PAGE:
Commenced in January 2007
Frequency: Monthly
Edition: International
Paper Count: 3177

Search results for: a Buddhism goddess Guanyin body

3177 Static and Dynamic Analysis on a Buddhism Goddess Guanyin in Shuangyashan

Authors: Gong Kangming, Zhao Caiqi

Abstract:

High-rise special-shaped structure, such as main frame structure of the statues, is one of the structure forms in irregular structure widely used. Due to the complex shape of the statue structure, with a large aspect ratio, its wind load value and the overall mechanical properties are very different from the high-rise buildings with the general rules. The paper taking a certain 48 meters high main frame structure of the statue located in Shuangyashan City, Heilongjiang Province, static and dynamic properties are analyzed by the finite element software. Through static and dynamic analysis, it got a number of useful conclusions that have a certain reference value for the analysis and design of the future similar structure.

Keywords: a Buddhism goddess Guanyin body, wind load, dynamic analysis, bolster, node design

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3176 The Evolving Changes of Religious Behavior: an Exploratory Study on Guanyin Worship of Contemporary Chinese Societies

Authors: Judith Sue Hwa Joo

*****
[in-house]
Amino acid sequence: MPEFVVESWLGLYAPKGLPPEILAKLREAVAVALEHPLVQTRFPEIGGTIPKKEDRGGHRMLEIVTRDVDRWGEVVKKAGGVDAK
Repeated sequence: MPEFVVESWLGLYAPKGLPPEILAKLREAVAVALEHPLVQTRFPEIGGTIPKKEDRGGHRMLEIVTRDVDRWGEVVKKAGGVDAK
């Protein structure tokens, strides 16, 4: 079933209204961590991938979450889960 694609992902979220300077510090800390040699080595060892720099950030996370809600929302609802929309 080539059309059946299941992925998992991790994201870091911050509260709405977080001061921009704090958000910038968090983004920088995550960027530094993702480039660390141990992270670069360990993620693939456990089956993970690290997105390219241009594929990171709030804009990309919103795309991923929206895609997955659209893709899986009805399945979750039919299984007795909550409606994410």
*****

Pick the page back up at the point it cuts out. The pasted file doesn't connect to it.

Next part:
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Guanyin (Avalokiteśvara in Sanskrit), the Bodhisattva of Mercy and Compassion, is the most widely worshipped Buddhist Divinity in Chinese societies and is also believed by more than half of Asian populations across various countries. The most overwhelming reason for the popularity of Guanyin in Chinese societies is, according to the Lotus Sutra, that Guanyin would apperceive voices of those suffering from immense afflictions and troubles, and liberate them upon crying for his/her holy name with wholeheartedness. Its pervasive social influence has spanned more than two thousand years and is still deeply affecting the lives of most Chinese people. This study aimed to investigate whether Guanyin Worship has evolved and changed in modern Chinese societies across the Taiwan Strait. Taiwan and China, albeit having the same language and culture, have been territorially divided and governed by two different political regimes for over 70 years. It would be scientifically intriguing to unveil any substantial changes in religious behaviors in the context of Guanyin Worship. A comprehensive anonymous questionnaire survey in Chinese communities was conducted from October 2017 to May 2019 across various countries, mostly in China, Taiwan, and Hong Kong areas. Since the religious survey is officially prohibited in China, the study was difficult and could only be exercised by means of snowball sampling. Demographic data (age, sex, education, religious belief) were registered and Guanyin’s salvation functions under various confronting situations were investigated. Psychological dimensions of religious belief in Guanyin were probed in terms of the worship experience, the willingness of veneration, and egoistic or altruistic ideations. A literature review on documented functional attributes was carried out in parallel for comparison analyses with traditional roles. Effective 1123 out of 1139 samples were obtained. Statistical analysis revealed that Guanyin Worship is still commonly practiced and deeply rooted in the hearts of all Chinese people regardless of gender, age, education, and residential area, even though they may not enshrine Guanyin at home nowadays. The conventional roles of Guanyin Bodhisattva are still valid and best satisfy the real interests of lifestyles in modern times. When comparing the traditional Buddhist Sutra and the documented literature, the divine power of modern Guanyin has notably empowered to recover, protect and transform fetal and infant spirits due to the sexual liberation, increased abortion rate, gender awakening and enhanced female autonomy in the reproductive decision. However, the One-Child policy may have critically impacted the trajectory of Guanyin Worship so that people in China prevail over those in Taiwan praying for aborted lives or premature deaths. Furthermore, particularly in Hong Kong and Macao, Guanyin not only serves as the sea guardian for the fishermen but also additional services a new function as the God of Wealth. The divine powers and salvation functions of Guanyin are indeed evolving and expanding to comply with the modern psychosocial, cultural and societal needs. This study sheds light on the modernization process of the two-thousand-year-old Guanyin Worship of contemporary Chinese societies.